For Providers

The IMPACT WV project has partnered with the WV Home Visitation Program to provide early identification and intervention for high-risk families who have experienced substance use.

This page is intended to provide access to resources and tools related to serving children diagnosed with NAS, women who were, or are, using substances, and their families who receive services from home visiting programs. The information is intended for service providers from a variety of backgrounds including medical, mental health, substance treatment specialists, home visiting, social workers, education and employment specialists.

Please share ideas and needs with the IMPACT team so that we can gather information that is useful to you by clicking the button below.

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Volunteers help soothe West Virginia’s drug-exposed babies

Questions from Providers

According to the March of Dimes, "Neonatal abstinence syndrome (also called NAS) is a group of conditions caused when a baby withdraws from certain drugs he's exposed to in the womb before birth. NAS is most often caused when a woman takes drugs called opioids during pregnancy. But it also can be caused by antidepressants (used to treat depression), barbiturates or benzodiazepines (sleeping pills). When you take these drugs during pregnancy, they can pass through the placenta and cause serious problems for your baby. The placenta grows in your uterus (womb) and supplies your baby with food and oxygen through the umbilical cord."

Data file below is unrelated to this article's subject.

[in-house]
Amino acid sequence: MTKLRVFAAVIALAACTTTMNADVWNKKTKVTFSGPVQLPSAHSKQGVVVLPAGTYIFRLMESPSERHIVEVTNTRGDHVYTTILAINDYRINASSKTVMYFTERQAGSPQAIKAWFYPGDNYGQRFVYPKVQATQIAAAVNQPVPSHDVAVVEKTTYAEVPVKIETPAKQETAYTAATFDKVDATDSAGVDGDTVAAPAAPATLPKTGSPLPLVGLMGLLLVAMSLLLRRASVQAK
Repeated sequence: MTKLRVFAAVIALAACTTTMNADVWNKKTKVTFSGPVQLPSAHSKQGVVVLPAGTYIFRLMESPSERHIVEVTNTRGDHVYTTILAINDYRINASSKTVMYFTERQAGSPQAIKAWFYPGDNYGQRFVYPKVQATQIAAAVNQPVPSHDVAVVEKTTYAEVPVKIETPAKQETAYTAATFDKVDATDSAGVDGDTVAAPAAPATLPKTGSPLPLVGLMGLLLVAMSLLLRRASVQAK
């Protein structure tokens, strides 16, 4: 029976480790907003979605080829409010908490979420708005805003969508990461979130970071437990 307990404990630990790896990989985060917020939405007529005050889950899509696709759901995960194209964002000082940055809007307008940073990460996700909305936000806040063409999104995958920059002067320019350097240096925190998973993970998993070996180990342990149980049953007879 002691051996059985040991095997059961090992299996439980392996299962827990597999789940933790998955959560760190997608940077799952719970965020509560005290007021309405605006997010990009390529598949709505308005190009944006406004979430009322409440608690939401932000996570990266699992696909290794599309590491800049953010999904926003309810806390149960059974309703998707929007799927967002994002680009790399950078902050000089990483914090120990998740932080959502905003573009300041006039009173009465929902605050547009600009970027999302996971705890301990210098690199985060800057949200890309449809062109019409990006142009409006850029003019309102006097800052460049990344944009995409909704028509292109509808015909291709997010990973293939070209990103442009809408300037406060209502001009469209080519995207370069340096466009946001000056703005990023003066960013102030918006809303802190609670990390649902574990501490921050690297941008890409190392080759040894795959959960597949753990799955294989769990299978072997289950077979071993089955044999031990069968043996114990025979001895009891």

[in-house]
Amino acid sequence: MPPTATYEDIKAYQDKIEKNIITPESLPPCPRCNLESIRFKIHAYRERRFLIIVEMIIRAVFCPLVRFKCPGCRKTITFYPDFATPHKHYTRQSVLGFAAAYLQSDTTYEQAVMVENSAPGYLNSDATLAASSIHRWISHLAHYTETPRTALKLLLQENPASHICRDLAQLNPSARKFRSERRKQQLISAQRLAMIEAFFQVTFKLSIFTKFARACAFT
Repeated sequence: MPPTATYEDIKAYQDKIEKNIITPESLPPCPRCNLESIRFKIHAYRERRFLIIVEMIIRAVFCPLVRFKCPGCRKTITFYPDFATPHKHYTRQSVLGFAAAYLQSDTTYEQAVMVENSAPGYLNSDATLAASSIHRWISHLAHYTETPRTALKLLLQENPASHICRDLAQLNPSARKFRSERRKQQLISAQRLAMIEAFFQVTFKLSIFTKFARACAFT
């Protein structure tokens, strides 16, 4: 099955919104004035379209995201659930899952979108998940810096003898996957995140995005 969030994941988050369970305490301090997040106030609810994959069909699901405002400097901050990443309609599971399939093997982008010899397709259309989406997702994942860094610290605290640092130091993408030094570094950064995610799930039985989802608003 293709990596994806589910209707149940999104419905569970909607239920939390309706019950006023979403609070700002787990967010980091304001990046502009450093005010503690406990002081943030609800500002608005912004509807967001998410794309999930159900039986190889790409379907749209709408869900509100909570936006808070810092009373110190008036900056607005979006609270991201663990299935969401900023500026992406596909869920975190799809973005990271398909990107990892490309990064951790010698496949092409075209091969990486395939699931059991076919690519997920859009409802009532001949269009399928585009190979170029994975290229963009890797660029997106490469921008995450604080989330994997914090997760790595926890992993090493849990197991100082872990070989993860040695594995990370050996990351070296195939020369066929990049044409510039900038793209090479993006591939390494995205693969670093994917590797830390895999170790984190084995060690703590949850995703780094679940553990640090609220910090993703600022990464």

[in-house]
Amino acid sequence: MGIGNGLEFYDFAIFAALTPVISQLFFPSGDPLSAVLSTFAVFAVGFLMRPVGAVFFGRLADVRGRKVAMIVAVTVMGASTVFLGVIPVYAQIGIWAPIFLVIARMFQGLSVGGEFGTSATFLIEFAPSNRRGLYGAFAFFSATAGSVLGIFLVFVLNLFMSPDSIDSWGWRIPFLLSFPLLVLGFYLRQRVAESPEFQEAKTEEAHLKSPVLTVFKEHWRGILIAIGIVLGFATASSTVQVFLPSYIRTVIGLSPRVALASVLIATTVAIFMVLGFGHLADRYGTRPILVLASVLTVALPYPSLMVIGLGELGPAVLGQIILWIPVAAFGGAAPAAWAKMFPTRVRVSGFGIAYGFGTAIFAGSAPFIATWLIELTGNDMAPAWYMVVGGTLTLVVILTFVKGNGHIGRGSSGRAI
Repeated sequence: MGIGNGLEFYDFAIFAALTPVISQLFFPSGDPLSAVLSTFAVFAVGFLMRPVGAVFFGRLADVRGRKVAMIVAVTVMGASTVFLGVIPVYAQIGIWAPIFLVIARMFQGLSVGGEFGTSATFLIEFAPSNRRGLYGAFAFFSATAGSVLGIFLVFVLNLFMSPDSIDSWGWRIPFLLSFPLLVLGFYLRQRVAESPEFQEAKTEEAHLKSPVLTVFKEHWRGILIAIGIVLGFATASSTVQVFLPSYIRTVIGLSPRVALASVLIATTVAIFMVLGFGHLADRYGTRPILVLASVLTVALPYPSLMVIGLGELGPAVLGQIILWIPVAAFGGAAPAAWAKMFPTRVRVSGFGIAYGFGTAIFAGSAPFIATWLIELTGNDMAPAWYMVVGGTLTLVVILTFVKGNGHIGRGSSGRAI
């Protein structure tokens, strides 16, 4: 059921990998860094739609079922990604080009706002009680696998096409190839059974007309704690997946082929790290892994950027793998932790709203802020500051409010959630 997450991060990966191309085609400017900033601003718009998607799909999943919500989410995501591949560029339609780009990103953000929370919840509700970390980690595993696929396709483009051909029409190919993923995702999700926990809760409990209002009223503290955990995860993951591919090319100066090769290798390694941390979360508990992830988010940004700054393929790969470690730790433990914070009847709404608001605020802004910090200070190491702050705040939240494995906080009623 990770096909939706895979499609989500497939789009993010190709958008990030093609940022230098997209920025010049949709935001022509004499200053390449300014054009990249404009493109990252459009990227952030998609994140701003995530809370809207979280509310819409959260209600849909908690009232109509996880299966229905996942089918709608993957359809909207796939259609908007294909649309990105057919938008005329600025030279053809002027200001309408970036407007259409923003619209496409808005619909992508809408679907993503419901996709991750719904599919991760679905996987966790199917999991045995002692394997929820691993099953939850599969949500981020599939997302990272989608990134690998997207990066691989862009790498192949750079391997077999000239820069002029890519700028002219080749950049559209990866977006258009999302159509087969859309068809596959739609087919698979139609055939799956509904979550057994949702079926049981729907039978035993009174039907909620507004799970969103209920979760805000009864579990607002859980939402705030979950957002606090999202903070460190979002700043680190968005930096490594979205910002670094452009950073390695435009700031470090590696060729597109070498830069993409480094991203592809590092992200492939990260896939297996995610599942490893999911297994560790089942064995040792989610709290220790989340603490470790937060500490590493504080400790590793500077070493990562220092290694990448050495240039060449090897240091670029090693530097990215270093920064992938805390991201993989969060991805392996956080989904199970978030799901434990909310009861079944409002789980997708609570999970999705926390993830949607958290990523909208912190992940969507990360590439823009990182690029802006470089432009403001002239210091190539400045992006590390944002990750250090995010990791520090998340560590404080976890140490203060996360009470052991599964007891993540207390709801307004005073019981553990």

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The main difference between a Peer Recovery Coach and a Recovery Coach is that Peer Recovery Coaches have lived experiences. Peer Recovery Coaches are individuals who have lived addiction and have enough ‘clean and sober time’ in recovery to qualify to take a test through the West Virginia Addiction Professional Board licensing them to become a Peer Recovery Coach. A Recovery Coach has no lived experiences and is not eligible to take testing to become a Peer Recovery Coach, but they provide information on education and research.

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According to SAMSHSA, "Methadone, buprenorphine, and naltrexone are used to treat opioid dependence and addiction to short-acting opioids such as heroin, morphine, and codeine, as well as semi-synthetic opioids like oxycodone and hydrocodone… FDA approved naloxone, an injectable drug used to prevent an opioid overdose.” Learn more about the specific differences between the medications here.

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According to the American Psychiatric Association, "Addiction is a complex condition, a brain disease that is manifested by compulsive substance use despite harmful consequence. People with addiction (severe substance use disorder) have an intense focus on using a certain substance(s), such as alcohol or drugs, to the point that it takes over their life. They keep using alcohol or a drug even when they know it will cause problems. Yet a number of effective treatments are available and people can recover from addiction and lead normal, productive lives." Learn more about addiction